Keeping Crickets for Luck, Song, and Bloodsport

Cricket cage
Cricket Cage (Florence, Italy), ca. 1903

The Virtue in Vice is an exhibit at the Cooper Hewitt Smithsonian Design Museum in New York dedicated to exploring how indulgences and decadence are amplified through design. The exhibited objects range from an eighteenth-century earthenware flask slyly shaped as a book, to the 1967 “Tongue Chair,” designed by Pierre Paulin with undulating curves for lounging. Three of the most diminutive objects are cages. Too tiny for birds, they were made in Italy and Japan for crickets.

As Nick Stagliano, a curatorial fellow in the Cooper Hewitt’s Product Design and Decorative Arts Department, explains in a post, one of the cages dates to 1903 Florence, Italy, and is labeled “for Ascension Day.” In Italy, particularly Florence in the late nineteenth and early twentieth centuries, crickets were given to friends on the day celebrating Jesus’s Ascension. If it chirped, your year would bring good luck. If not, well, there would always be next year.

In the Journal of the Royal Society for Music History of the Netherlands (Koninklijke Vereniging voor Nederlandse Muziekgeschiedenis), musician and researcher Marianne Hund notes that in Renaissance Italy, the Festa del Grillo, held on Ascension Day, was preceded by peasants capturing crickets that might endanger the harvest. Since killing a cricket was considered bad luck, “the animals were put in elegant little boxes, and at the day of the Testa del Grillo they were sold to the ardent young Florentine gentry who would give them as a present to their beloved ladies.”

Cricket fighting was banned during the Cultural Revolution, yet it’s had a twenty-first-century resurgence.

Singing crickets have long been popular in Japan and China. The Metropolitan Museum of Art has over fifty cricket cages; many are gourds grown in vase shapes with closed carved jade tops. In the January 1929 Metropolitan Museum of Art Bulletin, curator Alan R. Priest celebrated their acquisition, describing how singing crickets were selected: “The cricket fancier cocks his ear first at this cricket and then at that, until he decides which have the most promising voices.” After a drop of hot wax is placed under each wing to “smooth and heighten the quality of the cricket’s chirp,” the “available cricket gourds are tested to determine which has the most appropriate acoustics.”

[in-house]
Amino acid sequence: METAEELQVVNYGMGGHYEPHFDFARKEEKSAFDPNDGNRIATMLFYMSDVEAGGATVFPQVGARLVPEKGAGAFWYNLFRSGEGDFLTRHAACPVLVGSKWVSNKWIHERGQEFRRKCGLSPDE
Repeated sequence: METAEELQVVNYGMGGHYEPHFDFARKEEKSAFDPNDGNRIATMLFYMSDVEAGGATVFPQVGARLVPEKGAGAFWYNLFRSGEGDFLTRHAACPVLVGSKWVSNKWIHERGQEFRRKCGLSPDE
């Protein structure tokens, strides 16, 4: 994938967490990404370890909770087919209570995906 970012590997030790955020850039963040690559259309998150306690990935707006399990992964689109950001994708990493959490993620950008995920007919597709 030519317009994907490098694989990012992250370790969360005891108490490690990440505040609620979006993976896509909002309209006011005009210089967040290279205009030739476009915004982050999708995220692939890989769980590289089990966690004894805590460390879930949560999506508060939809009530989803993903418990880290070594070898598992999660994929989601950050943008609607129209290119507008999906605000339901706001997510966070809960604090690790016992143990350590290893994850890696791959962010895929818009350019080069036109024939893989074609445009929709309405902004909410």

Although the insect vocalists—star among them the trilling “golden bell cricket”—were well-tended and fed boiled cabbage and rice, they led short and confined lives. Still, it was slightly better than the crickets subjected to another Chinese pastime: cricket fighting. The blood sport was banned during the Cultural Revolution, yet it’s had a twenty-first-century resurgence. In a 1928 article for Scientific American, anthropologist Berthold Laufer described the gruesome showdowns: “One of the belligerents will soon lose one of its horns, while the other may retort by tearing off one of the enemy’s legs. … The struggle usually ends in the death of one of them, and it occurs not infrequently that the more agile or stronger one pounces with its whole weight upon the body of its opponent, severing its head completely.”

Design can facilitate the worst of human instincts, including forcing animals into servitude and violence. One of the cricket cages in The Virtue in Vice is from late nineteenth-century Japan, and stands on lacquered wooden legs, with dense, orderly bars of bamboo. Luckily, the insects within are only made of feathers.

JSTOR Citations

Fresh Light on Josquin Dascanio's Enigmatic "El Grillo"

By: Marianne Hund

Tijdschrift van de Koninklijke Vereniging voor Nederlandse Muziekgeschiedenis, Deel 56, No. 1 (2006), pp. 5-16

Koninklijke Vereniging voor Nederlandse Muziekgeschiedenis (KVNM)

Chinese Cricket-Cages

By: Alan R. Priest

The Metropolitan Museum of Art Bulletin, Vol. 24, No. 1 (January 1929), pp. 6-9

The Metropolitan Museum of Art

Cricket Champions of China

By: Berthold Laufer

Scientific American, Vol. 138, No. 1 (January 1928), pp. 30-34

Scientific American, a division of Nature America, Inc.

Allison C. Meier is a Brooklyn-based writer focused on history, architecture, and visual culture. Previously, she was a staff writer at Hyperallergic and senior editor at Atlas Obscura. She moonlights as a cemetery tour guide. Contact her on Twitter @allisoncmeier.

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